Wednesday, October 24, 2007

My Take On The Ellen DeGeneres Adoption Story

Should Ellen DeGeneres have been put through the meat grinder over her placement of her adopted dog with someone else? I really don't think so.

Most rescue people I've worked with aren't so rigid in how they place the dogs. They are typically volunteers whose main purpose is to find a good home for the dogs they rescue.

I think this thing with Ellen DeGeneres is more the exception than the rule. See: How common is Ellen's 'Iggygate' scenario?

And the fact is you have a lot of options when it comes to adoption. You can get the same type of dog, same breed, from a variety of organizations. So, if you don't like working with one group, switch to another. Some are super rigid, some aren't, in their philosophy on dog adoption.

Many are afraid of being sued if the dog injures someone... that is a lot of why the rules are so tight. No one talks about that, but it is a fact. Rescue is full of armchair lawyers who see risk and lawsuits behind everything. They are so afraid of complaints that they do stupid things with the dogs, and over-regulate the adoption process. Further, many become little political kingdoms where personalities use rules and procedures to make themselves feel important, to the detriment of the dogs and the other people involved. That is why rescue groups form and fall apart every year. Money is wasted, goodwill of donors and rescue volunteers is wasted, dogs are needlessly put down because of stupid policies, and good homes are eliminated from consideration for irrational reasons.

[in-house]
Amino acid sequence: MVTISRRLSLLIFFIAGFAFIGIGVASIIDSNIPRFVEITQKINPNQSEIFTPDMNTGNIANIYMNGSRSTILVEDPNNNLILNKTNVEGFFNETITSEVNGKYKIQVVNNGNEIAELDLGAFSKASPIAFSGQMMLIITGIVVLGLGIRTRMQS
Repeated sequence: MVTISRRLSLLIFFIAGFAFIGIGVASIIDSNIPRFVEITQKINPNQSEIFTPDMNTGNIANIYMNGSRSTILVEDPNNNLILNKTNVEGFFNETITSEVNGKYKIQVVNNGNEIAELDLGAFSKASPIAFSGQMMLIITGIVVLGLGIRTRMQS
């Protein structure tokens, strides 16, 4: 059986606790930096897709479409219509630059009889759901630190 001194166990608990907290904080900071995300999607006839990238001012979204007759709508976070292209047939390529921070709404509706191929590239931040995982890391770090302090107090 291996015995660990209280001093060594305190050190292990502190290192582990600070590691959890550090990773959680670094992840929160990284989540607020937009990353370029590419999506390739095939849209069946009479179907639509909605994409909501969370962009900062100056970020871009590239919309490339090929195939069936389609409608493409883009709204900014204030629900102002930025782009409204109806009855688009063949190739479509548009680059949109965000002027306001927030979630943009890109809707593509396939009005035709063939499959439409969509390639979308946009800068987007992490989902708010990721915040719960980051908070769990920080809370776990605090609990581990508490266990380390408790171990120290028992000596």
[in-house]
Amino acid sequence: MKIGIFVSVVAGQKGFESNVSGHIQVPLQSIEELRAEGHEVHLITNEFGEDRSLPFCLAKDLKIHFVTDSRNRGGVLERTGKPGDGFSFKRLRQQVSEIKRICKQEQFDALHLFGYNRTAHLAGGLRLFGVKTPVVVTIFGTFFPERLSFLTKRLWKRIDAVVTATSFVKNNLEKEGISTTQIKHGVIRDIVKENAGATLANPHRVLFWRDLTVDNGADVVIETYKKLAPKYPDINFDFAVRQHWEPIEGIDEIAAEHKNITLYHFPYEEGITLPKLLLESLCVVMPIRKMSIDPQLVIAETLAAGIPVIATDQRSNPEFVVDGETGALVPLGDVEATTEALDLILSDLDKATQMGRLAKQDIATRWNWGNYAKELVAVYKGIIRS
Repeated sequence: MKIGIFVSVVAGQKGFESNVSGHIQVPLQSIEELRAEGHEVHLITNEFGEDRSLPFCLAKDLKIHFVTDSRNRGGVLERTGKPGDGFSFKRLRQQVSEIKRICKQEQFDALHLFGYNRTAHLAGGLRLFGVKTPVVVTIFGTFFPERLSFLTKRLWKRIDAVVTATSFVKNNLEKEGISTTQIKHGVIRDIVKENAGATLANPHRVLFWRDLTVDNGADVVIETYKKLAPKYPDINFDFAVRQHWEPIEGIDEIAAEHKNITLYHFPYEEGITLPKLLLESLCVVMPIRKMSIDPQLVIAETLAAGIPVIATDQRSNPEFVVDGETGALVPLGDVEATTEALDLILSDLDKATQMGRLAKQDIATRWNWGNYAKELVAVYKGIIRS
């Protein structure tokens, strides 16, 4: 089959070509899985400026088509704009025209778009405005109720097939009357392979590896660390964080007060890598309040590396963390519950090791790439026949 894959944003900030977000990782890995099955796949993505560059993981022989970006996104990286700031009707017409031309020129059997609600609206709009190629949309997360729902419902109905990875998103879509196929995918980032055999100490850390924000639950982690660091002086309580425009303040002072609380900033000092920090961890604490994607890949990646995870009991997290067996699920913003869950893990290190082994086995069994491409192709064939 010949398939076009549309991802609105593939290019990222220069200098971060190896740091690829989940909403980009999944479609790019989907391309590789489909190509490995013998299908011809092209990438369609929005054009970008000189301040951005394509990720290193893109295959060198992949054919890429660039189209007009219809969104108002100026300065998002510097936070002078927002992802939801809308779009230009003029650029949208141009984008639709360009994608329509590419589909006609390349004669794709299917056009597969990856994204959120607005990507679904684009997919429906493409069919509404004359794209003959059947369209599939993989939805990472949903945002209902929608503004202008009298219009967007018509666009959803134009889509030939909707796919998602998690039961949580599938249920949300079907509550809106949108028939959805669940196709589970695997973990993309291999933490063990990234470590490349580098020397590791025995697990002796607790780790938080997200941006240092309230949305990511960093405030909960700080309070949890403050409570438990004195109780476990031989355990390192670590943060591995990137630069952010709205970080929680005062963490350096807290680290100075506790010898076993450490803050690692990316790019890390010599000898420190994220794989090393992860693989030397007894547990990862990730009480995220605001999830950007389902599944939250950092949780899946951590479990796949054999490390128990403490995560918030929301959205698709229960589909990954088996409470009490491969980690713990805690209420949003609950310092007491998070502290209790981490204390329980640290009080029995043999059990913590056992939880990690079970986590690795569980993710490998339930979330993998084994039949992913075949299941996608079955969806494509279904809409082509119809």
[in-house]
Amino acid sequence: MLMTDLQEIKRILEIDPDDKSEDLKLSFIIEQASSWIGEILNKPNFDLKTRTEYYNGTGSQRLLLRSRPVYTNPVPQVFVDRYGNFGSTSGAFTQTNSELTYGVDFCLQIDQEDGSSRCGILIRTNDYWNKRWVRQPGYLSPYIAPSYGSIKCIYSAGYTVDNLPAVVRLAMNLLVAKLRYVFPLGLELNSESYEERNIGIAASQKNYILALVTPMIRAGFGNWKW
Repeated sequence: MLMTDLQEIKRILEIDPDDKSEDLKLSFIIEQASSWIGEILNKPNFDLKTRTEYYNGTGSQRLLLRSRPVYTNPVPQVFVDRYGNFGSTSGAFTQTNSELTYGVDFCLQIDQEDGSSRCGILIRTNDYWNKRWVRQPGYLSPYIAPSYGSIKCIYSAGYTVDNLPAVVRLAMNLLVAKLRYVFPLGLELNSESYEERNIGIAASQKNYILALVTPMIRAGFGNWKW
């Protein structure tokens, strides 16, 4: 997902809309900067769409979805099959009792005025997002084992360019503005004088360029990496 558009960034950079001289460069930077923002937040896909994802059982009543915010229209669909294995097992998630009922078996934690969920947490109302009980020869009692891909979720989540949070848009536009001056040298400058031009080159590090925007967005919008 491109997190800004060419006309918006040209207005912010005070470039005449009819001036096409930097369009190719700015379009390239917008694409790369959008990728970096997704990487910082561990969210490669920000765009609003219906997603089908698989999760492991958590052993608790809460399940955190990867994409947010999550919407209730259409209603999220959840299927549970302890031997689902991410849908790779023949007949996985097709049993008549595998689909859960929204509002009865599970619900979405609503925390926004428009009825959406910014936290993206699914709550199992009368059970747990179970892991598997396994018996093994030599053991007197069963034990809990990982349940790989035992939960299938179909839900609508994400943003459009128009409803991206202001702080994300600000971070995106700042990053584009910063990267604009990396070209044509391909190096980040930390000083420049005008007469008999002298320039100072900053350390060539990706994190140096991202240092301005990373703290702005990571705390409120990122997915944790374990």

Postscript: So, Ellen... don't get a dog without reading and abiding by the rules of the rescue organizations you go to. You blew it, and you brought some of this on yourself. A contract is a contract is a contract. To Rescue Groups: maybe it is time to organize an advisory group and adopt a model adoption contract, dog evaluation procedures, group liability insurance protections, and organizational bylaws. You could get professional lawyers to help you draft up the agreement and look at your bylaws and policies, vets and dog trainers to help with evaluation procedures, and so on. AKC... it is time to get involved in this.

Hat Tip to for staying on this story.

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